Almost every team has a Don Kelly. The guy who always hangs around. The guy who, at times, seems like a good luck charm. Or at least his manager thinks so. A guy who, based on his performance, probably has no objective business being on a big league roster, but dad gummit, he’s on that big league roster. Mostly because he’s a utility guy with good makeup, which is not nothing of course. But still: a lot of better performers don’t see as much time in the bigs as the Don Kelly types do. A lot of them don’t get nearly 1,200 plate appearances with a line of .232/.296/.335, no matter how many defensive positions they can play.
Keith Lockhart used to be that guy for the Braves. Kelly was that guy for Jim Leyland and the Tigers. Among a certain group of Tigers fans I know, he was always well-liked, though no one was deluded about his baseball prowess. Over time, he became referred to as “hero of the game, Don Kelly,” somewhat mockingly, but lovingly so. And hey, sometimes he really was the hero of the game. He was the ironic favorite of some but a legitimate favorite of a lot of people. Baseball seasons are long. Don Kelly types can make those long seasons a little fun here and there. And of course, managers like to have guys they can count on to show up, be professional and be guys they don’t have to worry about. Guys who can add some of those intangible things which baseball folks, I suspect, overrate, but non-baseball folks underrate and which, of course, non-baseball folks can’t really speak to with any authority.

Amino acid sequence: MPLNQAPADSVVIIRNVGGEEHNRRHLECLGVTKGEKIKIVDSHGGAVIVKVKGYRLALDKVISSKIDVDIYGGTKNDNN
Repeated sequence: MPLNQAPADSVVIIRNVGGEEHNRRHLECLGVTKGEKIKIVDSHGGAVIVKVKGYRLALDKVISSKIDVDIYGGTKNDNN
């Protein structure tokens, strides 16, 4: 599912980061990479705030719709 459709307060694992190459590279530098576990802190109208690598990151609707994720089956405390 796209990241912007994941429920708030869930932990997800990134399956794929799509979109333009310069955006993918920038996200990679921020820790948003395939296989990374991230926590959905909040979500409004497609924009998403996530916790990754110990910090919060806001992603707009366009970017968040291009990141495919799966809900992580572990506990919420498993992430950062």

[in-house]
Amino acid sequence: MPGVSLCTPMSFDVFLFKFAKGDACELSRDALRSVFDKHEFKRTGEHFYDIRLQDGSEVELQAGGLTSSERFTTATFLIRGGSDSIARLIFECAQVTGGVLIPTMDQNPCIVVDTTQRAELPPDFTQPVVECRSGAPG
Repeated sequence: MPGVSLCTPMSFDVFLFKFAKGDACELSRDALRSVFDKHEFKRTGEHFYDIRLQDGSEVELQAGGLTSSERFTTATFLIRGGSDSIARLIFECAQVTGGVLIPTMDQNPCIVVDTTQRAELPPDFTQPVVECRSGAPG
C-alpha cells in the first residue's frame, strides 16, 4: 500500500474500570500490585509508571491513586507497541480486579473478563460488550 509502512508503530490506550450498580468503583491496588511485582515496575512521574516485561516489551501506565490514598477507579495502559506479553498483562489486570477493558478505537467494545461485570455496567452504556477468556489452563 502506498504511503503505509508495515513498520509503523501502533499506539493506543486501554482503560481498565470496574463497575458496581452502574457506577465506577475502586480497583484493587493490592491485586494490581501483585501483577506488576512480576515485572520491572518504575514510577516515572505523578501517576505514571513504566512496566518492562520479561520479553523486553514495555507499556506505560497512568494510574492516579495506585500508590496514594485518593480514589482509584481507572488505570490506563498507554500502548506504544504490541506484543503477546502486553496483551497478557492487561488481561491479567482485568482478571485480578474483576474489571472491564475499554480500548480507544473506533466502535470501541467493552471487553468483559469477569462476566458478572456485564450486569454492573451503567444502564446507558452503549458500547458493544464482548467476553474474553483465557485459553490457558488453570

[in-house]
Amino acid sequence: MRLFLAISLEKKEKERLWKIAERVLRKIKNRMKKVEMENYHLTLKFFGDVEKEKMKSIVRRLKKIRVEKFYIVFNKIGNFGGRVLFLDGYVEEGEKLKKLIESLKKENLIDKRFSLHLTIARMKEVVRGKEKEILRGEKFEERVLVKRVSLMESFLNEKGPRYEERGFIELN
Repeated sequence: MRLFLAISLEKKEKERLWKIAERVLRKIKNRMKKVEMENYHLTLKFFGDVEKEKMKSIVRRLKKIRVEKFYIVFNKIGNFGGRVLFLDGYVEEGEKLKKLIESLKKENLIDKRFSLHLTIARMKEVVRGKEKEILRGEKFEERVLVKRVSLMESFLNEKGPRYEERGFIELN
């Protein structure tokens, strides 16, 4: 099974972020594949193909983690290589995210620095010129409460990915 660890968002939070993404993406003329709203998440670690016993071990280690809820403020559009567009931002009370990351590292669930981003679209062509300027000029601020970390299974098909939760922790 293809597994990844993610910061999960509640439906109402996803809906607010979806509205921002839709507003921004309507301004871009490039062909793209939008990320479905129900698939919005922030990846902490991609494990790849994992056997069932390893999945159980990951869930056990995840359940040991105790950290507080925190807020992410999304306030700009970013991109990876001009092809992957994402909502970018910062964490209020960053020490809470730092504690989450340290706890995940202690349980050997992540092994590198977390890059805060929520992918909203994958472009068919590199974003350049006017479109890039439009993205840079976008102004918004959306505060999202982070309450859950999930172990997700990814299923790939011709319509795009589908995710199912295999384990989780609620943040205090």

I thought Don Kelly’s days as a Don Kelly type were over. The Tigers let him go after 2014 and he joined the Marlins. He only played two games for them last year, and only 12 in the minors. I’d be lying if I said I keep such close track of Don Kelly types to know what happened to him in 2015, but I assume he was hurt most of the year. This year he’s played 48 games at Triple-A, waiting for his chance. Today he got it, as the Marlins placed Justin Bour on the DL and called up Kelly. Kelly will start at first base against the Mets this afternoon.
Kelly is 36 and he’s hitting .223/.288/.273 at Triple-A. But he’s starting at first base for a major league baseball team tonight. Not because he’s a big offensive threat. But because he’s Don Kelly. He’s a pro who knows his way around a clubhouse and because his manager doesn’t have to worry about a Don Kelly type. That may not make a person who cares about how the Marlins fare tonight feel fantastic, but to an uninterested observer, there’s something comforting in that. There’s something nice about Don Kelly types hanging around. At least as long as they’re on someone else’s team.
But hey, there’s always a chance he’ll be the hero of the game. Baseball works like that sometimes.